The 12-bar blues is one of the most popular chord progressions in popular music, including the blues. The blues progression has a distinctive form in chord structure and duration. It is, at its most basic, based on the I-IV-V chords of a key.
The 12 bar blues progression is the foundation of the blues. The whole blues genre is very minimalistic. Basically, all you need to get started is to learn the 12 bar blues progression and The Most Commonly Used Lead Pattern.
There are two common variations of the 12 bar blues progression. We’ll use Roman numerals to indicate each chord’s relationship to the key.
The “I” chord is the first chord in the key, “IV” is the fourth chord in the key, and “V” is the fifth chord in the key.
Or for now, you can just use the diagrams below to find them. They can appear on any fret up and down the fretboard to play in different keys.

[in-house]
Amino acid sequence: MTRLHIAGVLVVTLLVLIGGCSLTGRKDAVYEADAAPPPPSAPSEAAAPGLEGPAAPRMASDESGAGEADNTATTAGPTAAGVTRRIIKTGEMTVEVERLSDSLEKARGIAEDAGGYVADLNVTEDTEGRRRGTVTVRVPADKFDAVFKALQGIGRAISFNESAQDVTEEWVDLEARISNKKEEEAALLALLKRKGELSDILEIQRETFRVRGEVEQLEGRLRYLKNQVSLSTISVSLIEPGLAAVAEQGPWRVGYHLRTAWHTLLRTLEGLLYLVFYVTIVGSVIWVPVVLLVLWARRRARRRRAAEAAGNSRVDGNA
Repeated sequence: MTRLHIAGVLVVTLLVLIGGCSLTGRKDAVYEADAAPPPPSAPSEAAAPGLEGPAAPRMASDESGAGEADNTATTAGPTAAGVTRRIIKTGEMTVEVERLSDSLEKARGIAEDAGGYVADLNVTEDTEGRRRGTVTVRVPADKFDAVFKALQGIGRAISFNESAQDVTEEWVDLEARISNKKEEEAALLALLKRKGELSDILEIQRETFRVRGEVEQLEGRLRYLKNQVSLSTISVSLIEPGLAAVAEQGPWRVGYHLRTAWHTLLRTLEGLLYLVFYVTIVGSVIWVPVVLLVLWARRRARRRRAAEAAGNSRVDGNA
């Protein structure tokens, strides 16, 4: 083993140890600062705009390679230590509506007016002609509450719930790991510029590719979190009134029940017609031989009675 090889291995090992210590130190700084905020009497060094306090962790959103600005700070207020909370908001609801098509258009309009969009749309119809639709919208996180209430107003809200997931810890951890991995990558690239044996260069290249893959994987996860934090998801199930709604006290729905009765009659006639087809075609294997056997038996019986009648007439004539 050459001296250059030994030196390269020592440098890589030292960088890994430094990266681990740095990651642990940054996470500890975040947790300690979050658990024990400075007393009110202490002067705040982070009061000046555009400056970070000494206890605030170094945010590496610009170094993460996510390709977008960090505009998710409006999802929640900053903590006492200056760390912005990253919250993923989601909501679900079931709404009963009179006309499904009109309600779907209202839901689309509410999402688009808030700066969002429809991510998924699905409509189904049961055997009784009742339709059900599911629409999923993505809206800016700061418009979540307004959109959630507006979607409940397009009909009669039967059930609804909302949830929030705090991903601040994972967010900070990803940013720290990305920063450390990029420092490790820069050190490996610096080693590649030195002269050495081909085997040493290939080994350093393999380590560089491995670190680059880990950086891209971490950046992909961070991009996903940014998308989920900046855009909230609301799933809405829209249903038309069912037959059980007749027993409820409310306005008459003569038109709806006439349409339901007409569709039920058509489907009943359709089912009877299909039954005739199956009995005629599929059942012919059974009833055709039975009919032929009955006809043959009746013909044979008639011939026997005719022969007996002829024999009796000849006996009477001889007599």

These 3 chords are the most important chords in almost any genre, not just the blues. Usually without the heavy use of these 3 chords a song will lose it’s sense of key-which is bad news in almost any genre of music.
Many genre-including the blues-use these 3 chord on an exclusive basis. Ever heard someone poke fun at garage bands that only know 3 chords or 3 chord rock songs? Well, these 3 chords are the ones they are talking about.